As a strong proponent of women’s rights in 1917, Carrie Pollitzer and other members of the Federation of Women’s Clubs petitioned the College of Charleston to admit women. She was informed that a women’s lounge and a matron would be required if women attended the College of Charleston. Hearing that, Carrie secured the funds to pay for both. The College opened its doors to women the following year.
Among the highlights of the Year of Women programming is a two-part exhibit, curated by the Office of Alumni Affairs, that showcases photographs, documents and paraphernalia connected with noteworthy CofC women and events spanning the past 100 years. The exhibit is on display Monday through Friday from 9 a.m. to 4 p.m. on the 2nd Floor of Towell Library, located off Cistern Yard on the College of Charleston campus. The first part of the exhibit titled, “The First Fifty Years of Women at the College of Charleston,” encompasses 1918 through 1968 and is currently on view and will continue through Feb. 14, 2019.
Sports have always been a large part of Candice M. Jackson‘s life. Now, as the head coach of the College of Charleston women’s basketball team, she understands the importance of expanding women’s roles in athletics and using sports as a platform for women to express themselves and expand their impact.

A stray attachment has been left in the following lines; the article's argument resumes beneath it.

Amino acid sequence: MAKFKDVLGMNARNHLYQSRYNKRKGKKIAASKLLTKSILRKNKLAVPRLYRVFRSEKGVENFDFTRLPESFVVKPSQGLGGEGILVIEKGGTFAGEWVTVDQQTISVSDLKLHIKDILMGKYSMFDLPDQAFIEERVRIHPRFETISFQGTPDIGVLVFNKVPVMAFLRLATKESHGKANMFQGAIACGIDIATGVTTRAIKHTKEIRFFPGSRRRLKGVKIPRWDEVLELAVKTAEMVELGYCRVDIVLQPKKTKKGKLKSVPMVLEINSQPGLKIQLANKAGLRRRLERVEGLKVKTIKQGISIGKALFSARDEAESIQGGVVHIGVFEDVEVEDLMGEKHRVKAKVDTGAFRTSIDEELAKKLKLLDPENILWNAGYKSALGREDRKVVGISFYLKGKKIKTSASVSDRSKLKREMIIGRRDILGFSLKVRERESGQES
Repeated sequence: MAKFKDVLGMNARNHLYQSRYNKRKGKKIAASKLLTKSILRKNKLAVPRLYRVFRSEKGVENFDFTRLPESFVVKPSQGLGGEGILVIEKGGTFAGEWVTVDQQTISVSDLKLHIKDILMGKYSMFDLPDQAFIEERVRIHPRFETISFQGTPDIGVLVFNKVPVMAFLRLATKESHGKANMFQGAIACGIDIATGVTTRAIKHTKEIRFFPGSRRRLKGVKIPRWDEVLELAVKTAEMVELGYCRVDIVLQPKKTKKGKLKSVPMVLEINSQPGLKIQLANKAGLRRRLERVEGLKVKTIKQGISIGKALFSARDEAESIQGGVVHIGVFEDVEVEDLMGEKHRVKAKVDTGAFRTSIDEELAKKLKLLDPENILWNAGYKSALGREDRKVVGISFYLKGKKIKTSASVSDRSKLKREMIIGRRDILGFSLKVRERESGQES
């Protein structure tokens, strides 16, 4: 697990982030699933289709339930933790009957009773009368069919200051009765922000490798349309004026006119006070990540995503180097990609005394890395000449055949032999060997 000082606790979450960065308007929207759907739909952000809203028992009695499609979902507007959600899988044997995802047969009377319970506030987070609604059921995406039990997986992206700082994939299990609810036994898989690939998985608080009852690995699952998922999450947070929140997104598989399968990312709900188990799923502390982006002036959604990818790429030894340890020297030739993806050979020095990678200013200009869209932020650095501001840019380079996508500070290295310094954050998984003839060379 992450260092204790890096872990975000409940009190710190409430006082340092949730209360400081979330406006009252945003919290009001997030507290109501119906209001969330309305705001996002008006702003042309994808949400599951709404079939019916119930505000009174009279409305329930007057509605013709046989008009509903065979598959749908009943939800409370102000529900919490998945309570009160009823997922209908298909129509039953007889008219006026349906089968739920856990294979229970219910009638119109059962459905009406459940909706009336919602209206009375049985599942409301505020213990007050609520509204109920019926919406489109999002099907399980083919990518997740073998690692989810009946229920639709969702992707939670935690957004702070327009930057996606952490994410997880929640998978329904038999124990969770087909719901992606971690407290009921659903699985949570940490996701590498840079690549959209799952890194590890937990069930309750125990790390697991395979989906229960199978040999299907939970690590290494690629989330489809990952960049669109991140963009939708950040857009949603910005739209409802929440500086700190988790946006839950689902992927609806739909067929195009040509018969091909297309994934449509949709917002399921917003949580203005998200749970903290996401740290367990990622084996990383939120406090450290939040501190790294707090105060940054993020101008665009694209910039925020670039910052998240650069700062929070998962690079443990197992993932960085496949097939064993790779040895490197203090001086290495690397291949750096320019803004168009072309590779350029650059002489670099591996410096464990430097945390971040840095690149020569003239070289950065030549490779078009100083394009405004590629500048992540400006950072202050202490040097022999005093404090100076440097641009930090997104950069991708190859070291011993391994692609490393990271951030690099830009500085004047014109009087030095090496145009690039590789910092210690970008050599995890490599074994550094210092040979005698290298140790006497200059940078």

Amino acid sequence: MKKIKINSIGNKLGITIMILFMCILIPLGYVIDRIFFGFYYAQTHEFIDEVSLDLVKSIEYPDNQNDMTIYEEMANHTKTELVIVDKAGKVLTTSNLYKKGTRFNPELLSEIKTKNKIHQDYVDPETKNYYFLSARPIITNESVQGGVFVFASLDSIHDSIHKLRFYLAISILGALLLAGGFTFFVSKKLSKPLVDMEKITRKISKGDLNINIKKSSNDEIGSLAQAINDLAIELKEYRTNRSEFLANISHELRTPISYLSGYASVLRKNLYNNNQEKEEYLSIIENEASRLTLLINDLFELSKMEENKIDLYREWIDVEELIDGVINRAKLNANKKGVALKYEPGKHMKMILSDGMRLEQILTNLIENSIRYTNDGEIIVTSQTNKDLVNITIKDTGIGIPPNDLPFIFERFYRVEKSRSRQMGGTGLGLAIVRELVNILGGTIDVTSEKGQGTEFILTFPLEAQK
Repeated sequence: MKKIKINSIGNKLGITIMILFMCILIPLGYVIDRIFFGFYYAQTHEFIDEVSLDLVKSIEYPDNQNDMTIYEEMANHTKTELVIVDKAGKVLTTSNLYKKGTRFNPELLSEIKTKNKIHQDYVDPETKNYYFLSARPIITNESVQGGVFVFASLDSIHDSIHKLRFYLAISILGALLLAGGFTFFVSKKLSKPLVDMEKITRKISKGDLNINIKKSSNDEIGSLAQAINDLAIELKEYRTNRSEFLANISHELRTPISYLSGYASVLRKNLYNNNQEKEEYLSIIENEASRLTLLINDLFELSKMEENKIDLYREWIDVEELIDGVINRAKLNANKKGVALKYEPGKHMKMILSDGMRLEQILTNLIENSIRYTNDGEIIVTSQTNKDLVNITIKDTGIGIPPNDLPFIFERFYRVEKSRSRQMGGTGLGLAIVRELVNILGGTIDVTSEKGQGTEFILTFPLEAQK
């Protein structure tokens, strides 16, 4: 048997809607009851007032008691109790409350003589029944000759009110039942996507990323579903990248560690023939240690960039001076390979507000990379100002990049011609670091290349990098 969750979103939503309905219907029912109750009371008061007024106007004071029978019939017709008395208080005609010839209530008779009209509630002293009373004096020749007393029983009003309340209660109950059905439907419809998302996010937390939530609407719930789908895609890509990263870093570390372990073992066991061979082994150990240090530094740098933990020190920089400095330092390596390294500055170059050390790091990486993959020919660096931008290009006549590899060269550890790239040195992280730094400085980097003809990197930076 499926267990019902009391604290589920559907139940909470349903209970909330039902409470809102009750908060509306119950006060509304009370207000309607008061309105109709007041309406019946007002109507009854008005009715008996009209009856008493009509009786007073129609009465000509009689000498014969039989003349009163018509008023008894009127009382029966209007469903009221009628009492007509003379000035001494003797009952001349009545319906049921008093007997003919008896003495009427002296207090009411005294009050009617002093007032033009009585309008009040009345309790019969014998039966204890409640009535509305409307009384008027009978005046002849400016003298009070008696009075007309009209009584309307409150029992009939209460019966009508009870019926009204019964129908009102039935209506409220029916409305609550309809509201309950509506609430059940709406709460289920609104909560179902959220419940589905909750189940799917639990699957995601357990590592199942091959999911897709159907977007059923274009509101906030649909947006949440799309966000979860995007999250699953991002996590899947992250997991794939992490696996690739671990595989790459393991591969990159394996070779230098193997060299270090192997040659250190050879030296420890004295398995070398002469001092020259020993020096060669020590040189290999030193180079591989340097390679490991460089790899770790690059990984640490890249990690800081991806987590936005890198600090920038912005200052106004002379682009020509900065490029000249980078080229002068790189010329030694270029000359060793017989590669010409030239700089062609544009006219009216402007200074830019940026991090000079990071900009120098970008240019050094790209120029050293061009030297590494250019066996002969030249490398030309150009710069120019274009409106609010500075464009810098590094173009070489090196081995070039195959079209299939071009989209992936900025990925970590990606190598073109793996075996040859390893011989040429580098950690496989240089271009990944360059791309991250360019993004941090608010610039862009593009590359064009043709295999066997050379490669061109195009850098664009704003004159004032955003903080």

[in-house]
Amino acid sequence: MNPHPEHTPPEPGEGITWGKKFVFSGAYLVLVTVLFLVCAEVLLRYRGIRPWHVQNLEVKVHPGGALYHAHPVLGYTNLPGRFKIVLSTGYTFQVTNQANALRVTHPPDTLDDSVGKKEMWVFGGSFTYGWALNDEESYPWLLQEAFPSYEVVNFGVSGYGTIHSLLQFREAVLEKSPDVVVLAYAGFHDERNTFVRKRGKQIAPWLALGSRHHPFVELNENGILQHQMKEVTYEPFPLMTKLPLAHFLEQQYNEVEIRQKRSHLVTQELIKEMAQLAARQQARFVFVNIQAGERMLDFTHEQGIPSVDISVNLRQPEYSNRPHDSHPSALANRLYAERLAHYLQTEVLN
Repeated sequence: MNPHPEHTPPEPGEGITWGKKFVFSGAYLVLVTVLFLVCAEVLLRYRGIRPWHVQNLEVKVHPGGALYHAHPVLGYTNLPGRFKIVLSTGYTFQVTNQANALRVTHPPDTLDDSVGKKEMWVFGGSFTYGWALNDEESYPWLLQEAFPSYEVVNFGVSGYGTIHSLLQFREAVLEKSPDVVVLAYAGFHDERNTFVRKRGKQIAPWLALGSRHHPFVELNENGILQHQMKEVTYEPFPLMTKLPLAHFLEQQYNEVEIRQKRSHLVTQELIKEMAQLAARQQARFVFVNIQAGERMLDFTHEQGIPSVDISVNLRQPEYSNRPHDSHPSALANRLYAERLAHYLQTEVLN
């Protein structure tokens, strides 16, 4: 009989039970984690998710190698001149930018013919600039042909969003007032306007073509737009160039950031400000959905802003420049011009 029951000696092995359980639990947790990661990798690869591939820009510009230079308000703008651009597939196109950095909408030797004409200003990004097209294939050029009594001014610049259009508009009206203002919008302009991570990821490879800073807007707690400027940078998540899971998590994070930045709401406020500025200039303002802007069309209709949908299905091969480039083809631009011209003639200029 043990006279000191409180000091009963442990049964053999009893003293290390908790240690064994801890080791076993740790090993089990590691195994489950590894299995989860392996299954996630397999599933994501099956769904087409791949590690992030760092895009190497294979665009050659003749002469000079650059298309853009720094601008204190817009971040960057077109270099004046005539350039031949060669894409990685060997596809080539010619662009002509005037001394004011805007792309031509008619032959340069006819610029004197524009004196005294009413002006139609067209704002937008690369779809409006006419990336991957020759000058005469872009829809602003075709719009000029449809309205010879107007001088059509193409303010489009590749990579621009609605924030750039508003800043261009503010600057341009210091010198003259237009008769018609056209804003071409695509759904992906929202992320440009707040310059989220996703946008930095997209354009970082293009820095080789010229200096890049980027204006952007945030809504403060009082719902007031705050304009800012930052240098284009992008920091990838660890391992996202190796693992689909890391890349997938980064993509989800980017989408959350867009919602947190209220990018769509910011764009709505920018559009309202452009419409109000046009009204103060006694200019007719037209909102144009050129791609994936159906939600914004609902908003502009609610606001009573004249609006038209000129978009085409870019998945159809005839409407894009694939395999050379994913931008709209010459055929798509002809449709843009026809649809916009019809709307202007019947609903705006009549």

College of Charleston public health professor Leslie Hart ’03 (M.E.S) researches how personal care products expose both students and dolphins to a chemical associated with reproductive problems.
Before coming to the College, Cecilia McGuinn attended the Charleston County School of the Arts, where she was chosen to play as a violinist with the Charleston Symphony Orchestra. She is currently a member of a touring band, Logan & the Kidders, whose recently recorded album will be released soon.
The College is celebrating the 2018-2019 academic year as the “Year of Women.” Throughout the year, the College will host a series of events, speakers, seminars and more to commemorate this anniversary. The events are designed to encourage dialogue about the admission and history of women students at the College, including black women’s admission nearly 50 years after white women, and to highlight their many contributions over the last 100 years.